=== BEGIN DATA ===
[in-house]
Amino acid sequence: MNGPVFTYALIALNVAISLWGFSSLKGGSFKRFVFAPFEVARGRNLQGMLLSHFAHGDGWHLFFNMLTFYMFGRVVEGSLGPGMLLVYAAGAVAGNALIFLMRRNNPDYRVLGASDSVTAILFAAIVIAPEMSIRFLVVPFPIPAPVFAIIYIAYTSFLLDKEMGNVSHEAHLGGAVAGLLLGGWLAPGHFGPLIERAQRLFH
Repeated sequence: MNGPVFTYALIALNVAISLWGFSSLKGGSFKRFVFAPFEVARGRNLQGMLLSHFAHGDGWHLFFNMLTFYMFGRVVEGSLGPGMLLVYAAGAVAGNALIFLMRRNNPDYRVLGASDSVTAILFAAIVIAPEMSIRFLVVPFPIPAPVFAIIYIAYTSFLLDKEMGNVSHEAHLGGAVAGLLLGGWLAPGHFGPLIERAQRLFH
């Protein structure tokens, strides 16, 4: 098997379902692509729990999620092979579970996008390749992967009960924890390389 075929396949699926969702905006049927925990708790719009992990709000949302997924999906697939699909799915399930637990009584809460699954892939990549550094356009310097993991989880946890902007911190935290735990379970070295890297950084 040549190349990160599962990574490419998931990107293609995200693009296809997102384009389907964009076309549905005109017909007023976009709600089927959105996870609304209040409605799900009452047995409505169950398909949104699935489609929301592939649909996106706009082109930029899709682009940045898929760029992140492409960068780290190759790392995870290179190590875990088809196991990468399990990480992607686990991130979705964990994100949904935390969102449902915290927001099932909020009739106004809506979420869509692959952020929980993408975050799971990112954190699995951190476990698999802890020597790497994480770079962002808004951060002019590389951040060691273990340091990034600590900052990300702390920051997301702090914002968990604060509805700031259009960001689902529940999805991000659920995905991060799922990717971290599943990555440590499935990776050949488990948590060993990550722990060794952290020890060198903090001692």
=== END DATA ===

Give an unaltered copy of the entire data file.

[in-house]
Amino acid sequence: MNGPVFTYALIALNVAISLWGFSSLKGGSFKRFVFAPFEVARGRNLQGMLLSHFAHGDGWHLFFNMLTFYMFGRVVEGSLGPGMLLVYAAGAVAGNALIFLMRRNNPDYRVLGASDSVTAILFAAIVIAPEMSIRFLVVPFPIPAPVFAIIYIAYTSFLLDKEMGNVSHEAHLGGAVAGLLLGGWLAPGHFGPLIERAQRLFH
Repeated sequence: MNGPVFTYALIALNVAISLWGFSSLKGGSFKRFVFAPFEVARGRNLQGMLLSHFAHGDGWHLFFNMLTFYMFGRVVEGSLGPGMLLVYAAGAVAGNALIFLMRRNNPDYRVLGASDSVTAILFAAIVIAPEMSIRFLVVPFPIPAPVFAIIYIAYTSFLLDKEMGNVSHEAHLGGAVAGLLLGGWLAPGHFGPLIERAQRLFH
């Protein structure tokens, strides 16, 4: 098997379902692509729990999620092979579970996008390749992967009960924890390389 075929396949699926969702905006049927925990708790719009992990709000949302997924999906697939699909799915399930637990009584809460699954892939990549550094356009310097993991989880946890902007911190935290735990379970070295890297950084 040549190349990160599962990574490419998931990107293609995200693009296809997102384009389907964009076309549905005109017909007023976009709600089927959105996870609304209040409605799900009452047995409505169950398909949104699935489609929301592939649909996106706009082109930029899709682009940045898929760029992140492409960068780290190759790392995870290179190590875990088809196991990468399990990480992607686990991130979705964990994100949904935390969102449902915290927001099932909020009739106004809506979420869509692959952020929980993408975050799971990112954190699995951190476990698999802890020597790497994480770079962002808004951060002019590389951040060691273990340091990034600590900052990300702390920051997301702090914002968990604060509805700031259009960001689902529940999805991000659920995905991060799922990717971290599943990555440590499935990776050949488990948590060993990550722990060794952290020890060198903090001692």